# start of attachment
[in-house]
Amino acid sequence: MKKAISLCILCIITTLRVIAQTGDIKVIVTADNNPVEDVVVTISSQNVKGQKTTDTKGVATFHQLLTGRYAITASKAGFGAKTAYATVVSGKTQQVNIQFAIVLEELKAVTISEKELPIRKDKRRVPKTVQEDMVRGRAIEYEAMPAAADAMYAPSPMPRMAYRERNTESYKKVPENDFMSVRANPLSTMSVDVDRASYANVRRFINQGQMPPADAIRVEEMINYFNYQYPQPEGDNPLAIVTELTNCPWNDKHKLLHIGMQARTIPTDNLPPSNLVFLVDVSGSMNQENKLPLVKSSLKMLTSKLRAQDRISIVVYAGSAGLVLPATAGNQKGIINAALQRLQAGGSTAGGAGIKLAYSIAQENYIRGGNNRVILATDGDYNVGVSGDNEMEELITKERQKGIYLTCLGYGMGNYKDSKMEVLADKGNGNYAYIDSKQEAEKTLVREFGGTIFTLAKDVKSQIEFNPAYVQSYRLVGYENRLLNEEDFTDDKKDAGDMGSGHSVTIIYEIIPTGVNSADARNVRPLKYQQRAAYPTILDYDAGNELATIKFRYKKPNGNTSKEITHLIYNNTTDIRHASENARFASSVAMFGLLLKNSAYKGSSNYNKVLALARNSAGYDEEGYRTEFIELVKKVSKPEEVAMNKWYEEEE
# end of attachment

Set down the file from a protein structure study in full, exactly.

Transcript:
[in-house]
Amino acid sequence: MKKAISLCILCIITTLRVIAQTGDIKVIVTADNNPVEDVVVTISSQNVKGQKTTDTKGVATFHQLLTGRYAITASKAGFGAKTAYATVVSGKTQQVNIQFAIVLEELKAVTISEKELPIRKDKRRVPKTVQEDMVRGRAIEYEAMPAAADAMYAPSPMPRMAYRERNTESYKKVPENDFMSVRANPLSTMSVDVDRASYANVRRFINQGQMPPADAIRVEEMINYFNYQYPQPEGDNPLAIVTELTNCPWNDKHKLLHIGMQARTIPTDNLPPSNLVFLVDVSGSMNQENKLPLVKSSLKMLTSKLRAQDRISIVVYAGSAGLVLPATAGNQKGIINAALQRLQAGGSTAGGAGIKLAYSIAQENYIRGGNNRVILATDGDYNVGVSGDNEMEELITKERQKGIYLTCLGYGMGNYKDSKMEVLADKGNGNYAYIDSKQEAEKTLVREFGGTIFTLAKDVKSQIEFNPAYVQSYRLVGYENRLLNEEDFTDDKKDAGDMGSGHSVTIIYEIIPTGVNSADARNVRPLKYQQRAAYPTILDYDAGNELATIKFRYKKPNGNTSKEITHLIYNNTTDIRHASENARFASSVAMFGLLLKNSAYKGSSNYNKVLALARNSAGYDEEGYRTEFIELVKKVSKPEEVAMNKWYEEEE